Nothing changes more than the stock market. It rises and falls on whims and whispers. It touches everyone’s lives.

Nothing changes more than the stock market. It rises and falls on whims and whispers. It touches everyone’s lives.


To say it is unpredictable is like saying weather changes. It bumps along and everything it touches it changes. Rainfall affects corn, corn affects shipping, shipping affects oil.


The stock market goes viral every day and analysts struggle to seek words to describe why the market does what it does.


Buzz words and clichés abound.


“Sellers outnumbered buyers.” Really? Is that even possible? If there are more sellers than buyers doesn’t that mean there will be a whole pile of stocks left unsold?


“Consumer confidence” is a key phrase in mercurial 2011. As in this analysis: “Consumers are still worried about a return to a full-blown recession and the market is down because of a lack of consumer confidence.”


If confidence is so important to a rising market, I suggest we get the word out. Call your Uncle Harry in Duluth and tell him to act more confidently. He should indulge himself and eat out. Even buy dessert. He should follow that up with a serving of coffee, fresh from Brazil. Later, he should buy a cigar.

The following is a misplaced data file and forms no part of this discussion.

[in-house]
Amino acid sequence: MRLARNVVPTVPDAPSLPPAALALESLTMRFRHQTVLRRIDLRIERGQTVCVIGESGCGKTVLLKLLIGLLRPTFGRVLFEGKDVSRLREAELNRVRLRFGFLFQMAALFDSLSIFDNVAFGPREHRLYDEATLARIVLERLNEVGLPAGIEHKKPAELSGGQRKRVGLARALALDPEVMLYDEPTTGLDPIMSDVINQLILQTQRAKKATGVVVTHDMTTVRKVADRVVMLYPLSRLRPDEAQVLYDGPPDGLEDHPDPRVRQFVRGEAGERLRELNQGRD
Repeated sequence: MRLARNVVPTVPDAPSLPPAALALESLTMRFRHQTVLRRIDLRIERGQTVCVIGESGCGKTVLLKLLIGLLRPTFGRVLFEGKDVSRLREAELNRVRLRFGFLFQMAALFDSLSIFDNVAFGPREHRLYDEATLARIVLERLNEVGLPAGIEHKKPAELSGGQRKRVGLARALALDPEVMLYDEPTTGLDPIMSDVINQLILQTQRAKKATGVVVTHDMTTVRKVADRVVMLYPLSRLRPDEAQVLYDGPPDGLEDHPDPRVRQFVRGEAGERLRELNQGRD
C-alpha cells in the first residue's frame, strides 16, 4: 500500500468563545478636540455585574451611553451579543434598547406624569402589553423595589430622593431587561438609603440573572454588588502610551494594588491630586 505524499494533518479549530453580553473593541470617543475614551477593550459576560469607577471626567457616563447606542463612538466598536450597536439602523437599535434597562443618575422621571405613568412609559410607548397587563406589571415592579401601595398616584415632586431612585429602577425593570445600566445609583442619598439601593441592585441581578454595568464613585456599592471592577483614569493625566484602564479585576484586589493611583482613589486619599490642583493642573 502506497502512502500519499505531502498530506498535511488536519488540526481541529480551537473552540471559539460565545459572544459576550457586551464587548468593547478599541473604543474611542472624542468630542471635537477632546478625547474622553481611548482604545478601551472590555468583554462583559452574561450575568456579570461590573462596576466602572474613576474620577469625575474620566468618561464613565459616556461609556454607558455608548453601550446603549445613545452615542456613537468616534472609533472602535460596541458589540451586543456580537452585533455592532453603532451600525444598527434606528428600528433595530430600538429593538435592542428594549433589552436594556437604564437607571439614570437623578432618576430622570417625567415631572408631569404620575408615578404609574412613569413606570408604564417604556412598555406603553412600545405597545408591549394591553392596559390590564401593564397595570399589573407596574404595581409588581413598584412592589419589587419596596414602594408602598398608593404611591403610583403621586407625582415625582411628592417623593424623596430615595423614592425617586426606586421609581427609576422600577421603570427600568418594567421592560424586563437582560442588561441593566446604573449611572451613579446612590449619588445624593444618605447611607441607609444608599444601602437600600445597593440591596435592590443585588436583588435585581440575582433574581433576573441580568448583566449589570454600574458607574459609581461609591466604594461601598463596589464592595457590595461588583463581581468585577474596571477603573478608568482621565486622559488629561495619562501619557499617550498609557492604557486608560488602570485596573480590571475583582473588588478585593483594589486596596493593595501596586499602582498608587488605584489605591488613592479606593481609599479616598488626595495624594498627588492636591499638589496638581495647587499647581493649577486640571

He should regale his friends with the wonders of the market.


“How about that S&P?”


“Bonds are back, for sure.” And, “You can’t go wrong with a pokey filled with gold.”


The Street hears things. Maybe if all our uncles start strutting around as if they just inherited an annuity, then the market would soar again.


That is, if the jobs report is up or the deficit is down. If both, we’re talking a return of the Roaring Twenties.


Other buzz words to live by are to have a “diversified portfolio.” I do: It has many losers from a great variety of categories.


“Be in it to win it.” Don’t pull out of the market just because your portfolio has become Monopoly money.


Markets come back, if you wait long enough, like 20 years. Ask buy-and-hold Warren Buffett. Here is a quote from one of the world’s richest men:


“Americans are in a cycle of fear which leads to people not wanting to spend and not wanting to make investments, and that leads to more fear. We'll break out of it. It takes time.”


I guess I could wait if I were worth tens of billions of dollars, but when my portfolio is on life support, I get a bit anxious.


See, it all comes back to consumer confidence.


Peter Costa is a columnist for GateHouse Media. His latest collection of humor columns, “Outrageous CostaLiving,” is available at amazon.com